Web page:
Pay-to-stay jails expose the moral tension between the dominant theories of punishment: retributivism and deterrence. A turn to a third major moral theory-virtue ethics-resolves this tension. According to virtue ethics, the moral worth of an action follows from both the character of the action and the disposition of the actor. Virtuous acts promote human flourishing-the central goal of life-when they are the right actions performed for the right reasons. The virtue ethics theory of punishment suggests that pay-to-stay jails conflict with the promotion of human flourishing. A virtuous state's criminal justice system would not include fee-based incarceration because it undermines the role of punishment in fostering practical judgment, an essential prerequisite to encouraging human flourishing. Neither the retributivist desire to punish offenders equally in identical (and shoddy) prison conditions nor the deterrence effect of requiring inmates to cover the costs of their confinement is motivated by virtuous reasons. Furthermore, the resolution of the pay-to-stay jails dilemma using virtue ethics highlights why retributivism and deterrence should be rejected as theories of punishment in favor of a virtue ethics-based approach.
I. Retribution and Deterrence: The Pay-to-Stay Question
Retributivism, which imposes punishment in proportion to the criminal offender's moral desert, suggests that pay-to-stay jails are unjustified. This deontological moral theory, based substantially on the writings of Immanuel Kant, holds that punishment is a categorical imperative: the state has the right and the duty to punish all morally blameworthy acts. This duty exists irrespective of the positive or negative consequences that follow from the act of punishment. Proportionate punishment brings human relations back into the proper alignment that the morally blameworthy crime disrupted. From a retributivist point of view-assuming that the original level of punishment is just-prisoners paying fees for more comfortable jail-time experiences receive less than their deserved punishment for a reason unrelated to their blameworthiness: their ability to pay. Thus, retributivism would not permit pay-to-stay programs.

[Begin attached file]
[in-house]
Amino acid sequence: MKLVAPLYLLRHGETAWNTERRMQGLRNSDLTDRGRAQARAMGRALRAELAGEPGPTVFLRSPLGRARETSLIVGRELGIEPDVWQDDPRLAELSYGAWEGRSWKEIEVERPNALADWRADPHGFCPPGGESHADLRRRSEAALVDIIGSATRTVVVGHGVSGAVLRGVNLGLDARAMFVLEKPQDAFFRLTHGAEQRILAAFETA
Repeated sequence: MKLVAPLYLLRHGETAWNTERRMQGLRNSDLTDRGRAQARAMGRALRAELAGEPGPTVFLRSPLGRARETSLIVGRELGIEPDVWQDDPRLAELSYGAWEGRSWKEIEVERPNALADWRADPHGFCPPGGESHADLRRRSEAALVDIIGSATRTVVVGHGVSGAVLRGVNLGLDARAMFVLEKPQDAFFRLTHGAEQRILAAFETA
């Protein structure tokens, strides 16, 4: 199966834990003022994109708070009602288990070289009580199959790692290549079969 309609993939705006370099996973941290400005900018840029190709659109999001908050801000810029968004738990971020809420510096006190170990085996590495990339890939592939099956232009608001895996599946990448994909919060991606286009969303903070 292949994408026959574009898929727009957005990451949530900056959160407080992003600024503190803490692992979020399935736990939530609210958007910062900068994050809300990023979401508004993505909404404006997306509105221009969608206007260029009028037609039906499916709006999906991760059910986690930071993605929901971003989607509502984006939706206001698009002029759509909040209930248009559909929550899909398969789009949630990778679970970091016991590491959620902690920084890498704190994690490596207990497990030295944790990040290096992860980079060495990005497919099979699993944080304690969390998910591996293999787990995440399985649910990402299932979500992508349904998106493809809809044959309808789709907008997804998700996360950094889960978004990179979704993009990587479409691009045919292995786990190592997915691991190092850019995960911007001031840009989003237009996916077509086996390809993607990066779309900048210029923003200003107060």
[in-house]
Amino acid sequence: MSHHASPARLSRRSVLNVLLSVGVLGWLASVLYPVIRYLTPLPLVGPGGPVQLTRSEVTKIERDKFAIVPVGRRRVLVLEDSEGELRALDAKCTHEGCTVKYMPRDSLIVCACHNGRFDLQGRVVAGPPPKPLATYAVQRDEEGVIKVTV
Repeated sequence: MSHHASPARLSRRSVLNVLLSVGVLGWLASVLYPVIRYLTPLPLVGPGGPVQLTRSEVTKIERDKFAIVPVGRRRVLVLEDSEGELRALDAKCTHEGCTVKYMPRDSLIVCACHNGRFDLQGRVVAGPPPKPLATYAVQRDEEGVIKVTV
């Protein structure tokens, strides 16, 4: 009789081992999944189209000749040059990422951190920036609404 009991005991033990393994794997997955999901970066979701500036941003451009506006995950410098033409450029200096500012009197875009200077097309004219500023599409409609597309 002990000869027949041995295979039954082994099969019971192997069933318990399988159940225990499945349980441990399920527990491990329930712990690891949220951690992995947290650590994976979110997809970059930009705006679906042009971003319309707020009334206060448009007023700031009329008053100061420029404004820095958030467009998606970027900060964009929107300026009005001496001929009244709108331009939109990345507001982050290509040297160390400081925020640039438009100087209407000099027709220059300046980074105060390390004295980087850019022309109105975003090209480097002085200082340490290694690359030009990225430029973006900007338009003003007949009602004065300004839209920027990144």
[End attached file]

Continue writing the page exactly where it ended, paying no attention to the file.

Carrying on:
Applying the other main theory of punishment-deterrence-to
pay-to-stay jails yields a contrary result. Deterrence actually favors
pay-to-stay programs. Like other utilitarian justifications of punishment such
as rehabilitation and incapacitation, deterrence is a consequentialist moral
theory: punishment is justified if its positive consequences outweigh its
harms. The state should punish criminals only to the extent that such
punishment sufficiently deters them and other prospective criminals from
committing future criminal acts. From a deterrence perspective, the decisions
of California city jails to implement pay-to-stay programs reflect a novel way
to address acute overcrowding and underfunding, both of which are social harms
in their own right. Pay-to-stay programs increase the overall welfare of jails
and municipalities by lowering net correctional costs while simultaneously decreasing
deterrence only marginally. Offender participants in pay-to-stay
programs-perhaps due to a comfortable position in society correlated with their
ability to pay the fees-still wish to avoid returning to jail, indicating that
specific deterrence remains effective for the individual offender. For example,
in "For $82 a Day, Book a Cell in a 5-Star Jail," the New York Times described the attitude of one inmate who served her
jail term in a pay-to-stay facility: "Ms. Brockett, who normally works as a bartender
in Los Angeles, said the experience was one she never cared to repeat. ‘It does
look decent,' she said, ‘but you still feel exactly where you are.'" In fact,
as the conditions in pay-to-stay facilities are better than in regular jails,
these programs cause less harm to the offender for the same (or nearly the
same) amount of deterrence. Only a subset of criminals (those who can afford to
pay) receive the easier jail experience, preserving the general deterrent
effect of jail on society as a whole. Meanwhile, jails-like their prisoners-also benefit from reduced overcrowding. In short, deterrence levels do not change significantly for pay-to-stay programs, and the programs alleviate overcrowding and underfunding. Therefore, deterrence justifies pay-to-stay programs.
II. A Virtuous Alternative